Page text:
find $(pwd) -maxdepth 1 -name "*" -printf "%p\n"
    Jubal · 2012-01-06 18:04:14 0
  • Good for finding outdated timthumb.php scripts which need to be updated, anything over 2.0 should be secure, below that timthimb is vulnerable and can be used to compromise your website. Show Sample Output


    -3
    find `pwd` -type f \( -iname thumb.php -or -iname timthumb.php \) -exec grep -HP 'define ?\(.VERSION' {} \;
    djkee · 2011-12-27 11:33:54 1

  • 0
    find `pwd` -maxdepth 1 -exec ls --color -d {} \;
    kev · 2011-12-16 06:18:35 2
  • This sums up the page count of multiple pdf files without the useless use of grep and sed which other commandlinefus use. Show Sample Output


    0
    find -iname "*.pdf" -exec pdfinfo -meta {} \;|awk '{if($1=="Pages:"){s+=$2}}END{print s}'
    Barabbas · 2011-12-13 15:02:11 0
  • Better awk example, using only mplayer, grep, cut, and awk. Show Sample Output


    0
    mplayer -endpos 0.1 -vo null -ao null -identify *.avi 2>&1 |grep ID_LENGTH |cut -d = -f 2|awk '{SUM += $1} END { printf "%d:%d:%d\n",SUM/3600,SUM%3600/60,SUM%60}'
    Coderjoe · 2011-12-12 15:49:07 0

  • 0
    find /usr/include/ -name '*.[c|h]pp' -o -name '*.[ch]' -print0 | xargs -0 wc -l | tail -1
    f4m8 · 2011-12-02 07:20:09 0
  • Count your source and header file's line numbers For example for java change the command like this find . -name '*.java' -exec cat {} \;|wc -l Show Sample Output


    -4
    find /usr/include/ -name '*.[c|h]pp' -o -name '*.[ch]' -exec cat {} \;|wc -l
    kerim · 2011-12-01 19:58:52 3

  • 0
    find . -type f -exec awk '/linux/ { printf "%s %s: %s\n",FILENAME,NR,$0; }' {} \;
    Neo23x0 · 2011-11-29 12:32:06 1
  • cd / find `pwd` -name '.*' -prune -o \( -name *.h -o -name *.cpp \) -print | cscope -bi- export CSCOPE_DB=/cscope.out vim +'set cst'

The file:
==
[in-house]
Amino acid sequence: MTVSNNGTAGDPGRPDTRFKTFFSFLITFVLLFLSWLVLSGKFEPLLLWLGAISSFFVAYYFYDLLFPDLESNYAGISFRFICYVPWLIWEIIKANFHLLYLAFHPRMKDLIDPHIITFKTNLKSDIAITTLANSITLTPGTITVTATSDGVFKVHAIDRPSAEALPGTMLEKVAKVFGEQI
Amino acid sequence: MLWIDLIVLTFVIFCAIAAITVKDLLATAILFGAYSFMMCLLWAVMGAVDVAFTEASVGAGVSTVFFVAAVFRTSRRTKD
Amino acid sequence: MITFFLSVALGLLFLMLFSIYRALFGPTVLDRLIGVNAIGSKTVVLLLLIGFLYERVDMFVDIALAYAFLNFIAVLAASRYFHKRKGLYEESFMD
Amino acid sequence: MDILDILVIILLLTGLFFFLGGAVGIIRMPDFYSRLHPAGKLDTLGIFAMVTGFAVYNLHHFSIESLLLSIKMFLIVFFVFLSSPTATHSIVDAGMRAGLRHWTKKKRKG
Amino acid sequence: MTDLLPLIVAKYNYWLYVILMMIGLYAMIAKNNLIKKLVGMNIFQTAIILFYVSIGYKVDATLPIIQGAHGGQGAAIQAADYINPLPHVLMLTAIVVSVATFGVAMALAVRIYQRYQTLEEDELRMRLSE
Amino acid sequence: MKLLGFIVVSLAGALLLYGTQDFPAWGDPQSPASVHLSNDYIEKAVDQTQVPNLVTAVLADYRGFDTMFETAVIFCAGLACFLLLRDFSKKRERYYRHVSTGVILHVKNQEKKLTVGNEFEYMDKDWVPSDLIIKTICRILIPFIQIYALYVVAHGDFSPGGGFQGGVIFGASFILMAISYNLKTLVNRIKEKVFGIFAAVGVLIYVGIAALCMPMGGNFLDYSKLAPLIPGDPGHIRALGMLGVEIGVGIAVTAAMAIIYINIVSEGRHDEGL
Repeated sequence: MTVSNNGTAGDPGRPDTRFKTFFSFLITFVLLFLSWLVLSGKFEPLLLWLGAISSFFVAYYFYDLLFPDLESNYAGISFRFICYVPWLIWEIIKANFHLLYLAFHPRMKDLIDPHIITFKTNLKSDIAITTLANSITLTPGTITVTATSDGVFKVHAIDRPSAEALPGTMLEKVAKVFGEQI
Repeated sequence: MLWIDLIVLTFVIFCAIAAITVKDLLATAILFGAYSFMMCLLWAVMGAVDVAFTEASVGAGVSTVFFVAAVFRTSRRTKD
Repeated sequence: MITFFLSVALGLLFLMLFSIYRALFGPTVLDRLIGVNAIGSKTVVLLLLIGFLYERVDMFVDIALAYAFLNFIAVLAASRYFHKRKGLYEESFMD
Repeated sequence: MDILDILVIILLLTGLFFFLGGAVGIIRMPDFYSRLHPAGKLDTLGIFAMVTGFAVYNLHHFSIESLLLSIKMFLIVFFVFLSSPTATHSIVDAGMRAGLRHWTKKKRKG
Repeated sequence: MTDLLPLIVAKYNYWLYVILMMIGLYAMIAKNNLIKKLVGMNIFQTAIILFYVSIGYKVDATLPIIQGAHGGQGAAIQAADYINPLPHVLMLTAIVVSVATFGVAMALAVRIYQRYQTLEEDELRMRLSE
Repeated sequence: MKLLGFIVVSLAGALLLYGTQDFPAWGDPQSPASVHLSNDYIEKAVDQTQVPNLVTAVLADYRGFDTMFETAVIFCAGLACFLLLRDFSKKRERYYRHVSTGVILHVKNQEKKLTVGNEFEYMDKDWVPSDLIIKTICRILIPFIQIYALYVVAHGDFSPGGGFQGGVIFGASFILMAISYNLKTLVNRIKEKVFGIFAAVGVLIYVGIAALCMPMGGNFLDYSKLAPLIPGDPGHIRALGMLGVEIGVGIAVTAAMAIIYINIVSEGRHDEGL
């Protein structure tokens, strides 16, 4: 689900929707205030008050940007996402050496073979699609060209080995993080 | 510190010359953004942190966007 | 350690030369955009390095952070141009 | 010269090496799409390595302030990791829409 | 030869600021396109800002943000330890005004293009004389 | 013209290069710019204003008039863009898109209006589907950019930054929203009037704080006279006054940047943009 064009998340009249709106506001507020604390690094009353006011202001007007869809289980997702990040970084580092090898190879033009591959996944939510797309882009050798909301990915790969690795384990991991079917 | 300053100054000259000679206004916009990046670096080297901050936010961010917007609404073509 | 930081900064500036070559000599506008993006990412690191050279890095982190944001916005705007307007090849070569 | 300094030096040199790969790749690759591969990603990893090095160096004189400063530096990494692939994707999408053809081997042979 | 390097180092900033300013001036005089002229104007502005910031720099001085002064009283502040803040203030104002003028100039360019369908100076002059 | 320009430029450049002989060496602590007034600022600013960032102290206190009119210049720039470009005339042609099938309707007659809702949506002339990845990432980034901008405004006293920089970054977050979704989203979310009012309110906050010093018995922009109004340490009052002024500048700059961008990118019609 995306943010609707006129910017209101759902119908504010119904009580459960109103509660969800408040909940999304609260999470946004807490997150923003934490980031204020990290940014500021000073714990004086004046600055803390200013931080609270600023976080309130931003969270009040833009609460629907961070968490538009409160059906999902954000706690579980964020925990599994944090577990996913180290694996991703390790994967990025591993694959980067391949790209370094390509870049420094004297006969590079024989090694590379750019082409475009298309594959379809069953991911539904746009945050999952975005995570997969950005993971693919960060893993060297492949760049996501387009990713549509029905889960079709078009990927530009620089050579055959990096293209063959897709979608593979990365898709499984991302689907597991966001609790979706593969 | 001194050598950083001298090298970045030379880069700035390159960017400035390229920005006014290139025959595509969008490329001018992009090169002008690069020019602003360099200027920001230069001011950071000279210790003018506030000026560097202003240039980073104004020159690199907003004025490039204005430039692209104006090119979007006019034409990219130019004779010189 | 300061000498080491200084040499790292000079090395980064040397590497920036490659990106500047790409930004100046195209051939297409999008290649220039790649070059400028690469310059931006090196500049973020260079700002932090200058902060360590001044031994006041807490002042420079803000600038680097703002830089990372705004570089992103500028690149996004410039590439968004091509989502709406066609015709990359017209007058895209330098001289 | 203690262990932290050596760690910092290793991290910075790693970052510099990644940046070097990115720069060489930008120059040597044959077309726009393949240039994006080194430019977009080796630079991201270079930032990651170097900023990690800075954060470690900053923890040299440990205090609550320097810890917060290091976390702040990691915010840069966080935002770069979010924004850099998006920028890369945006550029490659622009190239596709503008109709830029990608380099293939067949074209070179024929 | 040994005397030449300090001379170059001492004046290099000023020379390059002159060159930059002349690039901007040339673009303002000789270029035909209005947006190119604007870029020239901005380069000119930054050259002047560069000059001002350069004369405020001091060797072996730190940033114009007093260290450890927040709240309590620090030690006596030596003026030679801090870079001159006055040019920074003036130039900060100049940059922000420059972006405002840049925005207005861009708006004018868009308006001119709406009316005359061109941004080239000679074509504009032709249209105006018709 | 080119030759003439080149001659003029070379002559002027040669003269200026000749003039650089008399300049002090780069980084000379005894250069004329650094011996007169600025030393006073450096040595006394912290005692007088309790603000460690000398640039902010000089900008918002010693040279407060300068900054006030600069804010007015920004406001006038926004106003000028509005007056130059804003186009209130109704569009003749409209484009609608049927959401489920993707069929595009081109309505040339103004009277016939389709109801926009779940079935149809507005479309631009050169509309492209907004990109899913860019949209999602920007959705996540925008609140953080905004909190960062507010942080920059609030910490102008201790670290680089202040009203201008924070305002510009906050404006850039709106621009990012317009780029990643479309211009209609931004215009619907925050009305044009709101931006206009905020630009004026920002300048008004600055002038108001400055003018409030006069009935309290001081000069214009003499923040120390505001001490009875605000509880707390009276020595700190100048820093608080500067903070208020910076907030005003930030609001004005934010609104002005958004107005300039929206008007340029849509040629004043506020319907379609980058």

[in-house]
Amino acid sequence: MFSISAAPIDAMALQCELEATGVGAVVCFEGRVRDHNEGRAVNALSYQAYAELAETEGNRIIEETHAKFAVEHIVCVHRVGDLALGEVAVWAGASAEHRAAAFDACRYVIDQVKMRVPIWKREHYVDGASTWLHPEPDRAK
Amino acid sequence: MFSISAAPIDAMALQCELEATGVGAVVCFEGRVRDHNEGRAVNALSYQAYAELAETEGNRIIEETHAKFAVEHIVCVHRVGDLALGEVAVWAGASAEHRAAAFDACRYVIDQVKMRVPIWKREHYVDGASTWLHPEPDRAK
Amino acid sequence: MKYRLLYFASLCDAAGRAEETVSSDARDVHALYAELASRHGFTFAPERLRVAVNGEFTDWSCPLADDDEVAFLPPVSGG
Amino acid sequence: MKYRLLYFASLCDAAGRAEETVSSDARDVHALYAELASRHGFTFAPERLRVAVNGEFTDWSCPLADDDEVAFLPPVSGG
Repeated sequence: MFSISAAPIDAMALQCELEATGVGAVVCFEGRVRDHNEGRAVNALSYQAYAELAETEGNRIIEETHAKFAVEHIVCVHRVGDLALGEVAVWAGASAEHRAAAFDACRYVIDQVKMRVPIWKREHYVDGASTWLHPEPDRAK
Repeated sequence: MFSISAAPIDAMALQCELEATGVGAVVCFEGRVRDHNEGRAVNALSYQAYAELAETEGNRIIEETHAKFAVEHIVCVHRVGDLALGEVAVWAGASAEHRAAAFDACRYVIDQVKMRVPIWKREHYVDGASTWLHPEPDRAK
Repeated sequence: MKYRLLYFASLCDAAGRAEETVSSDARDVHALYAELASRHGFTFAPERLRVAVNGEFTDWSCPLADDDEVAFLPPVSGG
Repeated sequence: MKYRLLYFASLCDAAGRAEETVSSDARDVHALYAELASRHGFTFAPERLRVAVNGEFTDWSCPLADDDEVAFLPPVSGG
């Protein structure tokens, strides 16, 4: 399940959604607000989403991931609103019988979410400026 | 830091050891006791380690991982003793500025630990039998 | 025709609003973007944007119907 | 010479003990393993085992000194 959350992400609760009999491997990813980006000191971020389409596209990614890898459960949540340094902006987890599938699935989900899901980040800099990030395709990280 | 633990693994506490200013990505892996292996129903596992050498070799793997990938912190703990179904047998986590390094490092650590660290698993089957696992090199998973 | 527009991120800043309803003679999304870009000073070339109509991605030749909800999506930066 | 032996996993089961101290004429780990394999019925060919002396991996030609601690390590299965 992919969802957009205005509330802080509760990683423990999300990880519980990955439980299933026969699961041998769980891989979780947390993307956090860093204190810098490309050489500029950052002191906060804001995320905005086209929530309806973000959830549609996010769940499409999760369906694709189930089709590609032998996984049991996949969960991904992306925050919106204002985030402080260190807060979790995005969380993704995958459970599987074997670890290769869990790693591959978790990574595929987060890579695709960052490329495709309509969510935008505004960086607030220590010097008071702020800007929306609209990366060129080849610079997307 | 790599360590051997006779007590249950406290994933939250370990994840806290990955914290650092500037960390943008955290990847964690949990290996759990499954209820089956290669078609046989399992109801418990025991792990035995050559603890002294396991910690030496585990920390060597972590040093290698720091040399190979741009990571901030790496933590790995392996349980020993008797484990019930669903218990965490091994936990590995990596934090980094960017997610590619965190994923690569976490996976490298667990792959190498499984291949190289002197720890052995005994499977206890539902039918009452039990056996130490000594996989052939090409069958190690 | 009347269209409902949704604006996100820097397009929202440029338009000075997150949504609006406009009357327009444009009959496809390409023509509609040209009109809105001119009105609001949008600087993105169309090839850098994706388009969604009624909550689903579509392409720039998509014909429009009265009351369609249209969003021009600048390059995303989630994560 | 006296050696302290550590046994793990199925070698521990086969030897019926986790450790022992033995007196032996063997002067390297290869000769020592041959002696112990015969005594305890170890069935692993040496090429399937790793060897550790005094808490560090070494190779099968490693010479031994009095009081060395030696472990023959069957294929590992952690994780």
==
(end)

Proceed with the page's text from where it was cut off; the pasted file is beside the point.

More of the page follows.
-2
    find `pwd` -name '.*' -prune -o \( -name *.h -o -name *.cpp \) -print | cscope -bi-
    kev · 2011-11-02 08:43:40 1

  • 4
    find . ! -name "$(printf '*[\001-\037\177]*')"
    totti · 2011-10-25 17:29:19 1
  • ‹ First  < 4 5 6 7 8 >  Last ›

What's this?

commandlinefu.com is the place to record those command-line gems that you return to again and again. That way others can gain from your CLI wisdom and you from theirs too. All commands can be commented on, discussed and voted up or down.

Share Your Commands



Stay in the loop…

Follow the Tweets.

Every new command is wrapped in a tweet and posted to Twitter. Following the stream is a great way of staying abreast of the latest commands. For the more discerning, there are Twitter accounts for commands that get a minimum of 3 and 10 votes - that way only the great commands get tweeted.

» http://twitter.com/commandlinefu
» http://twitter.com/commandlinefu3
» http://twitter.com/commandlinefu10

Subscribe to the feeds.

Use your favourite RSS aggregator to stay in touch with the latest commands. There are feeds mirroring the 3 Twitter streams as well as for virtually every other subset (users, tags, functions,…):

Subscribe to the feed for: